Public Hearing on Farm Worker Fair Labor Practice Act Senate Bill 2837, SUNY Sullivan, Loch Sheldrake, NY

My name is Paul Baker. I grew up in Niagara County on a fruit and vegetable farm. I was the fifth generation to work on this farm. My Son Brett would follow me and be the last, sixth generation.  I have always lived with “farm workers.”  My father worked for over 25 years with the same migrant family from Florida. In the winter they harvested citrus in the Ocala area of Florida. When the citrus was harvested they traveled to our farm to harvest our crops. Each mid-November they returned to Florida to the citrus.

I grew up with these people. After work I played basketball with them in the barn. Once, when I was struggling with my high school French studies, my Dad’s foreman, a WWII vet, made me only converse with him in French. A language he learned while serving our country in the war. Later when the farms labor was from Jamaica my son would go each night to the Housing and enjoy music with the men, his friends.  I tell you this because in agriculture we have a very strong bond with our help. They really are an extended family. For 18 years we welcomed basically the same men to our farm to complete the growing cycle. The housing was always very close to our own. After my Father passed away my Mother was asked if she felt unsafe living so close to the camp? Her reply was” I feel much more at risk when they are not there.”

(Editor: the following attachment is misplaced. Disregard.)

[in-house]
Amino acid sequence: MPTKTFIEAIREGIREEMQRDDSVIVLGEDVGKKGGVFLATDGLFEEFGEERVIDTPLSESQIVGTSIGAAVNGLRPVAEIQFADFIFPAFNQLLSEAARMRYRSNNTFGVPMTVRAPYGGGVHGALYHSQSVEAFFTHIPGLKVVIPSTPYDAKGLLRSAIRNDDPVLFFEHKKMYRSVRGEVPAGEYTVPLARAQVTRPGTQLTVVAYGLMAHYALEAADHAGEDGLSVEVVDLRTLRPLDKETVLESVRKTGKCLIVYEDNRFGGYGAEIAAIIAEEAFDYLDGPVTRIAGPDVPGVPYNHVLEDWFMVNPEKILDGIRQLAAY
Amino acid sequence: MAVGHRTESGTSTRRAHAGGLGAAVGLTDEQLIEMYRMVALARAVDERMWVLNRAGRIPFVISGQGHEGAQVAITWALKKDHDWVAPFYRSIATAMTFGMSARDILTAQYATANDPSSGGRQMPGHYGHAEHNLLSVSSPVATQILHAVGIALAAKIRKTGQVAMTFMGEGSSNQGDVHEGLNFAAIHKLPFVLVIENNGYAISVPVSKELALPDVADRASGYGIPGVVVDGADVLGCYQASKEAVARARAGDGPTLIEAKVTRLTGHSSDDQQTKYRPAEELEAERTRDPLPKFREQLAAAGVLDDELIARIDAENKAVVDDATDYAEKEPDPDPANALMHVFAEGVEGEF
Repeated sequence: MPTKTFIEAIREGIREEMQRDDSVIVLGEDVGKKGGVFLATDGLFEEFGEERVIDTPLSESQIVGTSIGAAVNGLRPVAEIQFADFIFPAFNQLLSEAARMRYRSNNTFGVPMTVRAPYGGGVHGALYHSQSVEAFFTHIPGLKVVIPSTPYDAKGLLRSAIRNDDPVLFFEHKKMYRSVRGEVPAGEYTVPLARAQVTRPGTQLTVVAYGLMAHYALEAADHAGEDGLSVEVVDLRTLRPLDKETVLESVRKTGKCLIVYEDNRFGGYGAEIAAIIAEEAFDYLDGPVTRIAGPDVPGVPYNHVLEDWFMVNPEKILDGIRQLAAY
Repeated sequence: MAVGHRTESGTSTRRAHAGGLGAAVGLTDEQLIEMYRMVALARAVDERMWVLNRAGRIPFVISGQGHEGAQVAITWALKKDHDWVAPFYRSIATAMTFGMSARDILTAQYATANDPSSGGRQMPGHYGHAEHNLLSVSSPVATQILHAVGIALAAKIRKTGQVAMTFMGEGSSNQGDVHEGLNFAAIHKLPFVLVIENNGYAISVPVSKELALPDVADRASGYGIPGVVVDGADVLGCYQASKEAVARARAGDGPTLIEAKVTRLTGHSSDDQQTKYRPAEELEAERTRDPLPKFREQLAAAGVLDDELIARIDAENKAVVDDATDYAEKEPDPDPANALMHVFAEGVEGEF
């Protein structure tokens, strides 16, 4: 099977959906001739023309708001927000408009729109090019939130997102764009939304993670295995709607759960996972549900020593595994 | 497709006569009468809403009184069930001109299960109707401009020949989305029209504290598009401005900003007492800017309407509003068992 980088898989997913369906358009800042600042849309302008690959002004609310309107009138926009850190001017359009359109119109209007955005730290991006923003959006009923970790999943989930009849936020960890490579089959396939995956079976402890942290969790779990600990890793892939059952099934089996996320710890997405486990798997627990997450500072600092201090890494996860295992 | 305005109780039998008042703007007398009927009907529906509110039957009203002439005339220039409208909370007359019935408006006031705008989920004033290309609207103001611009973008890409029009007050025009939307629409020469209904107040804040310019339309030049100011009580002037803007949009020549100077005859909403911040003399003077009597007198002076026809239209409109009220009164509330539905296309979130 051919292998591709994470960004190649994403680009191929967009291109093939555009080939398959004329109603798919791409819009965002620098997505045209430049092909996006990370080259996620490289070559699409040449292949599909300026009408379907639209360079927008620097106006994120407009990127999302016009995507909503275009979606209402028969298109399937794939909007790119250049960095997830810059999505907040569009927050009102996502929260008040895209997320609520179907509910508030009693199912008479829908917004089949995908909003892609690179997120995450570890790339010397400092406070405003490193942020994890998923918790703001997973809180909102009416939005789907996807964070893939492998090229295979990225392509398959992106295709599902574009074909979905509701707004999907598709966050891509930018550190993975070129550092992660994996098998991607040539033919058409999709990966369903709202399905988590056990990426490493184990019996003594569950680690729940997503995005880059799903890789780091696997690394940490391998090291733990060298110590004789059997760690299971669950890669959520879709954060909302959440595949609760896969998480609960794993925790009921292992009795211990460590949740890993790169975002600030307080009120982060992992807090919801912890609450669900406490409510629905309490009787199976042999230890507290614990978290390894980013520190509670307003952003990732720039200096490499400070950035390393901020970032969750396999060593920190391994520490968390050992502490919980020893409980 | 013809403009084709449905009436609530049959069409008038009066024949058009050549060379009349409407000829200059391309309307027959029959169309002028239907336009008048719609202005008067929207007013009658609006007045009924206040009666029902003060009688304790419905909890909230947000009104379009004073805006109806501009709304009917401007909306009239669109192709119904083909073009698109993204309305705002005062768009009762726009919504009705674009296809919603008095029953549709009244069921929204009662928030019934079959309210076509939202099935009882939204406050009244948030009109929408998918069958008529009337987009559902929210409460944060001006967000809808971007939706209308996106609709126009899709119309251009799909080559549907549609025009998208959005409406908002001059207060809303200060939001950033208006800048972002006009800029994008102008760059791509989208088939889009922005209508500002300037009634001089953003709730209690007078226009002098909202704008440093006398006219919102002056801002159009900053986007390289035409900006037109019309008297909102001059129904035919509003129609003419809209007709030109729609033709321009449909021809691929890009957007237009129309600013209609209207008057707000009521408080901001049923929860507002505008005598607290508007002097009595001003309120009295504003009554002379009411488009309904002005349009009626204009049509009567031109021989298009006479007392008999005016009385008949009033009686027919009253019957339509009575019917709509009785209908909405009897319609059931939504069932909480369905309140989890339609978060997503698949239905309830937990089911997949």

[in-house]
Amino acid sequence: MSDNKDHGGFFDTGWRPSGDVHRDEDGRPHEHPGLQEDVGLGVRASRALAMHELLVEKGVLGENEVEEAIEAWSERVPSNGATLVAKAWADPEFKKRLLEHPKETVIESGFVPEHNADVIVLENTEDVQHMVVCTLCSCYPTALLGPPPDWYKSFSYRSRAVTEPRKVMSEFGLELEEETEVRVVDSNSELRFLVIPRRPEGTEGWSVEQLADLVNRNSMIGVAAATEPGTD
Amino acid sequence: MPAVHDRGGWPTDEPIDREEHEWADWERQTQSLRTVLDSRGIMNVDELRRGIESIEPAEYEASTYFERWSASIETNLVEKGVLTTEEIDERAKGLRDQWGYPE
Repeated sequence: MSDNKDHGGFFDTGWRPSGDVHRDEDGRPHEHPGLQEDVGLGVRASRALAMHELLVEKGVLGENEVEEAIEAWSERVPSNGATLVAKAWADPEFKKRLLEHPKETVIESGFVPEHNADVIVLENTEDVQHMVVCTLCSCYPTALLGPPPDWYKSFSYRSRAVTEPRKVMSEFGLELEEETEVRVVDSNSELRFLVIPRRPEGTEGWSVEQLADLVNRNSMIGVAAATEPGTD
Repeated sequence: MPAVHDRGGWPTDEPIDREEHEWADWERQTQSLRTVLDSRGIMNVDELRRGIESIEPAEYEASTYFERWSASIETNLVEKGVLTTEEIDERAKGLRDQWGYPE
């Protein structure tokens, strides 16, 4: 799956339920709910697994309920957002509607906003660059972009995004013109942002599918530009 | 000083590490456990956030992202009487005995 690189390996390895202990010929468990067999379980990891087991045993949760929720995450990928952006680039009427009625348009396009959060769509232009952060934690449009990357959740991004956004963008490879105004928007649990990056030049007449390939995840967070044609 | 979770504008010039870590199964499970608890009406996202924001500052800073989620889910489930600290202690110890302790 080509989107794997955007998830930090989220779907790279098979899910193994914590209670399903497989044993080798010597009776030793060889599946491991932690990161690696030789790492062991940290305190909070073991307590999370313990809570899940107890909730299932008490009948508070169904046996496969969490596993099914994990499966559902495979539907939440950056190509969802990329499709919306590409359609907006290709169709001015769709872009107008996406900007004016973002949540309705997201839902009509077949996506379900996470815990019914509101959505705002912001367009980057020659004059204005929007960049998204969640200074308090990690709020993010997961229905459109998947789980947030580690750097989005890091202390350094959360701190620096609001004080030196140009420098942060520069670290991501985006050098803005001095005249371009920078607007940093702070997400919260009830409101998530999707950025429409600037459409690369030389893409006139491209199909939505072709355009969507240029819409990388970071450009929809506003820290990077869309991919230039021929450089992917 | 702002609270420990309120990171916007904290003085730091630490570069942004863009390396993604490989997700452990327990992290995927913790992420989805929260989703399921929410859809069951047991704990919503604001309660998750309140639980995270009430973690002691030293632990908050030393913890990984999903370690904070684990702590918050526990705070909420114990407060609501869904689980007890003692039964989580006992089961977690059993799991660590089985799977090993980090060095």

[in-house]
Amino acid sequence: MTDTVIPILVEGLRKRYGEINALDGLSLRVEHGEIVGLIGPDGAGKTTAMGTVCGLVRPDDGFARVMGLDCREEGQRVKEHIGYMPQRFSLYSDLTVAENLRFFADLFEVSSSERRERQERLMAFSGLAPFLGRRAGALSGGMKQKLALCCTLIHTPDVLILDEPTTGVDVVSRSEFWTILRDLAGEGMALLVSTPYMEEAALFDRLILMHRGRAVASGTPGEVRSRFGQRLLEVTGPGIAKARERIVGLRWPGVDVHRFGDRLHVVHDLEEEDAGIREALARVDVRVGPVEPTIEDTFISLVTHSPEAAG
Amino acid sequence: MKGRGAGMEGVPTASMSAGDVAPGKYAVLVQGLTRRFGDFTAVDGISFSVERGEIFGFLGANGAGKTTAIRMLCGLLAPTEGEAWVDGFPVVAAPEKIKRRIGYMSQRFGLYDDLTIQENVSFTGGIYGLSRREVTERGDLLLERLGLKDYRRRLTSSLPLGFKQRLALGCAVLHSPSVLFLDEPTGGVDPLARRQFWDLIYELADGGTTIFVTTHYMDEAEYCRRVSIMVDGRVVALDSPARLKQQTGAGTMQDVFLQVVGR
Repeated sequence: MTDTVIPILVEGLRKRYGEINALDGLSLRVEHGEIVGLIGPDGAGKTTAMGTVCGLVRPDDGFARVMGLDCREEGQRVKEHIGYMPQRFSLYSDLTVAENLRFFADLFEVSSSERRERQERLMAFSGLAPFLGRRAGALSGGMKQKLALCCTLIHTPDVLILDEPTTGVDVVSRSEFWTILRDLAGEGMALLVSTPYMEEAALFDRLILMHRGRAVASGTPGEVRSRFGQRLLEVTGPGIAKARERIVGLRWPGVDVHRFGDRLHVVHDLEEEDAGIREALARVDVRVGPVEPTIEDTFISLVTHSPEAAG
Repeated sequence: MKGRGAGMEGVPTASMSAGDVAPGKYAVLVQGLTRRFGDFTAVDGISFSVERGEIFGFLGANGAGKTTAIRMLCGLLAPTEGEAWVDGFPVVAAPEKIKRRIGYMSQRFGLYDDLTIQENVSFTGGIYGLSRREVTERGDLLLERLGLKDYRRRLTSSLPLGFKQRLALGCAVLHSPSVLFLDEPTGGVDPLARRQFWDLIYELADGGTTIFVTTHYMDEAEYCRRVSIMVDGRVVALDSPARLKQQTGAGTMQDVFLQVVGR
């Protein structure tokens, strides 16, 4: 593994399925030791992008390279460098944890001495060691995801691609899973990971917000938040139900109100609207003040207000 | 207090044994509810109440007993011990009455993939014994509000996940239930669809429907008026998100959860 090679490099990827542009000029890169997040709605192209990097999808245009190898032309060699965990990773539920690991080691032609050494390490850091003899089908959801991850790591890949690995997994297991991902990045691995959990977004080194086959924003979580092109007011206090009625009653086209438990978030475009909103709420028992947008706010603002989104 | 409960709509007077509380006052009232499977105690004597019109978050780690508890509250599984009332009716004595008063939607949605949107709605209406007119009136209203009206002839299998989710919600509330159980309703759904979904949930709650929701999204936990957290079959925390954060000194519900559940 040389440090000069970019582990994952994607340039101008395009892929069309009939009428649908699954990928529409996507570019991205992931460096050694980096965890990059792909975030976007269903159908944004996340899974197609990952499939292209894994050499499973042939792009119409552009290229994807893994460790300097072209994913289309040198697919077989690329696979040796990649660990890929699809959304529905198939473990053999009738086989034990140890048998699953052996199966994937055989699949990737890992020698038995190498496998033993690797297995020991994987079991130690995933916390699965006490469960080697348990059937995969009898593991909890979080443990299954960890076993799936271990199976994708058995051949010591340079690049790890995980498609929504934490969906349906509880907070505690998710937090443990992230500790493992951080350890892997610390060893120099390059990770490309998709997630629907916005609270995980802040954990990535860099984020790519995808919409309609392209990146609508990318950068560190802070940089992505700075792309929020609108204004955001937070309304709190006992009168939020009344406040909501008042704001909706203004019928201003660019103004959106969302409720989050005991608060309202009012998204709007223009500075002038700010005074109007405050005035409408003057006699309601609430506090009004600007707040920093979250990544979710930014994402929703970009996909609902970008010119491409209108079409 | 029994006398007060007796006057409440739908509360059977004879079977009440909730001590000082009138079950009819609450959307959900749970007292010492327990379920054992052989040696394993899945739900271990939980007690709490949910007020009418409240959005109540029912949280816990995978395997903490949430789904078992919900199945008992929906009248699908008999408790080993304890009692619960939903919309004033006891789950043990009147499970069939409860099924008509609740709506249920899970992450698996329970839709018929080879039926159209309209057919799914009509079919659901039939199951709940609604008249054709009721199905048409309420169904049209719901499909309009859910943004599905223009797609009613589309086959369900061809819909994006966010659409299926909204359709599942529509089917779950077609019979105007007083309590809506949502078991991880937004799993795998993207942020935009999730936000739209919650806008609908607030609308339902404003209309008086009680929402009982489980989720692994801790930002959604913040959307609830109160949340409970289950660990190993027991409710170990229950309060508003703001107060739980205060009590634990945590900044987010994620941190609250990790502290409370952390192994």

I tell you this multi-generational tale to try to illustrate the unique bond we have with our employees. To suggest that we would not have their best interest in mind is to not comprehend this bond. If we mistreated our employees, then why did they come back each year?

Paul Baker,
Executive Director
NYSHS

I have heard in the two previous hearings statements to the effect that farms could always pay more to their employees. This is not an economic issue but a moral one. Over the years we have had to find ways to offer increased wages. Cost of living continue to increase. History will support me when I tell you that agriculture has met this challenge through research  improvements in farming practices. Higher yielding orchards, improved root stocks, labor saving equipment have been ways we have been able to meet these increases in labor costs.

In principle I find many of the items in this bill misleading. To people who do not know our history you would be led to believe our employees do have basic protections such as workers compensation or unemployment. All of our housing is state and often federally inspected. Farm owners, for years, attend self-improvement seminars on compliance and ways to improve human resources.

I think it is time for both sides to try to find ways to continue this long positive history of farm employees in New York State. To do this, both sides must agree that at the conclusion of this effort we will have a strong base for agriculture in our State. Only then can both sides continue. Yes this is a moral issue. Unfortunately, even in houses of worship they find it necessary to pass the plate. Economics is a fact of life.